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American Revolution Stages

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Petar Tsonev

on 8 February 2013

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Transcript of American Revolution Stages

The American Revolution Stages 1. Denunciation by writers of existing conditions.
2. Riots, assassinations, acts of violence.
3. Transfer of power.
4. Counter-Revolutionary attempts.
5. Attempts by revolutionaries to realize their utopian dreams.
6. Drift toward normalcy (Thermidorian Reaction) 1750 1800 1850 1775 1765 1774 Heavy debt in Britain based on the lengthy Seven Years War
Pay for the war and the administration of the larger British Empire, Parliament levied new taxes (partial list)
Stamp Act of 1765
Townshend Act of 1767
Tea Act of 1773
Coercive Acts of 1774 1773 Colonists created organized resistance like the Boston Tea party, British and American colonists clashed on Boston Commons in the Boston Massacre, and groups formed to promote violence like the Sons of Liberty.

The Boston Tea party started on December 16, 1773 when the Sons of Liberty sponsored a march in protest of the tea tax. The Boston Massacre is one of many events that inflamed the colonists. It took place on March 5, 1770 and was a British Sentry was supported by eight additional soldiers, who were subjected to verbal threats and thrown objects. They fired into the crowd, without orders, instantly killing three people and wounding others. Two more people died later of wounds sustained in the incident. 1770 The Sons of Liberty was a group consisting of American patriots that originated in the pre-independence North American British colonies. The group was formed to protect the rights of the colonists and to take to the streets against the taxes by the British government. They are best known for undertaking the Boston Tea Party in 1773, which led to the Intolerable Acts (an intense crackdown by the British government), and a counter-mobilization by the Patriots. 1776 The Declaration of Independence document's opening statement asserted Locke's fundamental principles. First, it declared the equality of all men. Second, it outlined the inalienable, or natural, rights of all men. Third, it stressed the Lockean view that people may, and in fact should, withdraw their consent from an unjust government.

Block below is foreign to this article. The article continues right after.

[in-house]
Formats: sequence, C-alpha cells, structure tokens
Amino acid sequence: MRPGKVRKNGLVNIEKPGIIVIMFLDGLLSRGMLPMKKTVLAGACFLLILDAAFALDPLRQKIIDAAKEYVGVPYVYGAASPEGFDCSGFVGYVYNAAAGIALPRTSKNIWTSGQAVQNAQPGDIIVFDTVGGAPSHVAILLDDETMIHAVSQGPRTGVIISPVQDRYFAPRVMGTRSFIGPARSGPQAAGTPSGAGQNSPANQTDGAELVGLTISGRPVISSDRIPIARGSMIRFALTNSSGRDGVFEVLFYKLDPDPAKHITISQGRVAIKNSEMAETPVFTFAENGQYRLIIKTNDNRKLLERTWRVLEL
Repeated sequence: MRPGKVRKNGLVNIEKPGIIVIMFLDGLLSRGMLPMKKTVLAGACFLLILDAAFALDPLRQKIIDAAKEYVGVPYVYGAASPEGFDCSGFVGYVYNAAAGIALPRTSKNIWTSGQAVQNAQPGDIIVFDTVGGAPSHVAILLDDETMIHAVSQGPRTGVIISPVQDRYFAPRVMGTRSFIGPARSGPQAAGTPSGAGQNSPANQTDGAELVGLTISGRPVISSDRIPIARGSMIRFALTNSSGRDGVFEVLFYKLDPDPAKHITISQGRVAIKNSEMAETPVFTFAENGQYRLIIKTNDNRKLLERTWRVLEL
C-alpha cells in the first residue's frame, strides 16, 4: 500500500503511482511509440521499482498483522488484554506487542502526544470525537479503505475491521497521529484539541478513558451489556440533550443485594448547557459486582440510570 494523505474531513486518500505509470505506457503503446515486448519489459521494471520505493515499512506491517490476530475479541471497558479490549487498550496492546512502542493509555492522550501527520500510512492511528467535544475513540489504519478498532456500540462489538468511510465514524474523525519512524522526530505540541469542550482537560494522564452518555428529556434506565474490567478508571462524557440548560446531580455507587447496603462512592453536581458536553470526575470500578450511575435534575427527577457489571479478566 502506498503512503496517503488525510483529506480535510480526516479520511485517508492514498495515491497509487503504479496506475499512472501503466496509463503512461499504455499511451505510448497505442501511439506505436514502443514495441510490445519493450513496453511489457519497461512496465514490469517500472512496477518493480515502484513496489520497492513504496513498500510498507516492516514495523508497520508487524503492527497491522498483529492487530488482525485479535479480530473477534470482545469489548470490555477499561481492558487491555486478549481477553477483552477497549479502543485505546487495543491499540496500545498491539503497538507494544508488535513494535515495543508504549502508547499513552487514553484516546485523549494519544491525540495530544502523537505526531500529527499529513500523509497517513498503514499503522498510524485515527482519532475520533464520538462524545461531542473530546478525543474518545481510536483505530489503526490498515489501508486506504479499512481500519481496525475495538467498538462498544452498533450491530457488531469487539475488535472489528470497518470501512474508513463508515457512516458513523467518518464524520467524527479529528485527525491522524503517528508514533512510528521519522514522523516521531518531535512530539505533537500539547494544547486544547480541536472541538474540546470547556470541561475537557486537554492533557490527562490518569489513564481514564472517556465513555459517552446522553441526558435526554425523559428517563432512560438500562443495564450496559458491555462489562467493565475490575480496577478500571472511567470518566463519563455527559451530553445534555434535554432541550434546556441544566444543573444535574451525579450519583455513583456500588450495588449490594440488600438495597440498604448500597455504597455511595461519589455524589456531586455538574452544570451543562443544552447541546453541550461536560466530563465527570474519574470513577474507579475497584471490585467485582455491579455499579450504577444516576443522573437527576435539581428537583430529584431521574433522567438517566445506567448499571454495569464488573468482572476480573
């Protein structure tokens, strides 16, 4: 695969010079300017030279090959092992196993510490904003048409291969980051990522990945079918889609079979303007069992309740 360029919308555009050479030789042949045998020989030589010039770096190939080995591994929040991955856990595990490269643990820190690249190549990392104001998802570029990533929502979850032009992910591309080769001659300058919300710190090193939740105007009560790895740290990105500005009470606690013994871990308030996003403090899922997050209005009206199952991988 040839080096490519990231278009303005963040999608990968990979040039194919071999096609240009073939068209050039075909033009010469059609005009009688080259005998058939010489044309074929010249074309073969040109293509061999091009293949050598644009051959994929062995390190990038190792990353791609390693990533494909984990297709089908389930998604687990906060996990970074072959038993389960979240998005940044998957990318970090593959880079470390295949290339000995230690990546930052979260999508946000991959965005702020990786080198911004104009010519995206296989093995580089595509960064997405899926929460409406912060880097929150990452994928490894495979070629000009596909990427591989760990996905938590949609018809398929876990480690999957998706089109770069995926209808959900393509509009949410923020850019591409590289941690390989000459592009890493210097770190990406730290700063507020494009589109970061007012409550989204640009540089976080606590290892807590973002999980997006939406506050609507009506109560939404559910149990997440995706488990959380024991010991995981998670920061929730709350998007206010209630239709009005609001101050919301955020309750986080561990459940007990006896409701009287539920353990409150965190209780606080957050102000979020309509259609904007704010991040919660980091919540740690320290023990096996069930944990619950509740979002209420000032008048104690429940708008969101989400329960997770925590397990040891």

Jefferson, however, melded Locke's views of natural rights with those of another influential philosopher, Emerich de Vattel. De Vattel emphasized the pursuit of happiness, which he defined as civic duty, over the right to property.

Jefferson also outlined King George's injustices for two reasons. First, he believed that only consistently unjust policies constituted the tyranny that warranted rebellion. Second, he wanted to focus colonists’ rebellion on a real "enemy," the king with whom they had made their government contract. Loyalists, or Tories, were scattered about the colonies and faced constant harassment from patriot groups. In fact, Great Britain mistakenly assumed more support from Loyalists than ever really materialized. In addition, it had never faced a foe composed of people up in arms—a powerful enemy. Patriot supporters fought for various reasons. Some believed in liberty. Others wanted the free land promised as payment. For the African Americans who fought—some 5,000 of them—freedom from slavery was sometimes an incentive. While few women took up arms, female patriots helped feed and clothe the armies, maintained farms and businesses, and conveyed their views through protests and boycotts. Fighting for a higher ideal lent passion to the patriot cause and helped America defeat a vastly superior army.

Thus, although Washington commanded forces that were ill equipped and relatively untrained, he did have access to a large pool of fresh soldiers. In addition, he eventually built the Continentals into a successful fighting force. He used his army's advantages—daring adventurousness, patriotic commitment, flexibility in battle strategy, guerrilla tactics, frontier marksmanship, and more—to resist the British, capitalize on their weaknesses, and ultimately seized the day. Memorialized in this famous painting by Emanuel Leutze, George Washington crosses the Delaware River to attack the British in Trenton, New Jersey in December 1776. One of the oarsmen shown battling the massive chunks of ice is an African American believed to be Prince Whipple, a slave who was emancipated during the war and a bodyguard to Gen. William Whipple, an aide to George Washington The first “constitutional” document written by the colonial revolutionaries. This is the First page of the Articles of Confederation. The Second Continental Congress began the challenge of forming a functioning government, and after a year of struggle and disagreements the Articles of Confederation were adopted in 1781. The articles provided a limited central government that proved ineffective, leading to the Constitutional Convention in 1787. 1781 1787 1791 The creation of the United States of America under the Constitution and using enlightenment principles (i.e. separation of powers) was very controversial.

The final polish on the Constitution was made by Gouverneur Morris of Pennsylvania. On September 17, 1787, the Constitution was signed by 39 of the 42 delegates who remained. Delegates provided that the new Constitution would go into effect when ratified by conventions in nine of the states. It was ratified two years later on June 21, 1788 with the promise of the adoption of the Bill of Rights (ratified December 15, 1791.) STAGE 1 STAGE 2 STAGE 4 STAGE 3 STAGE 4 STAGE 2 STAGE 5 STAGE 2 STAGE 6
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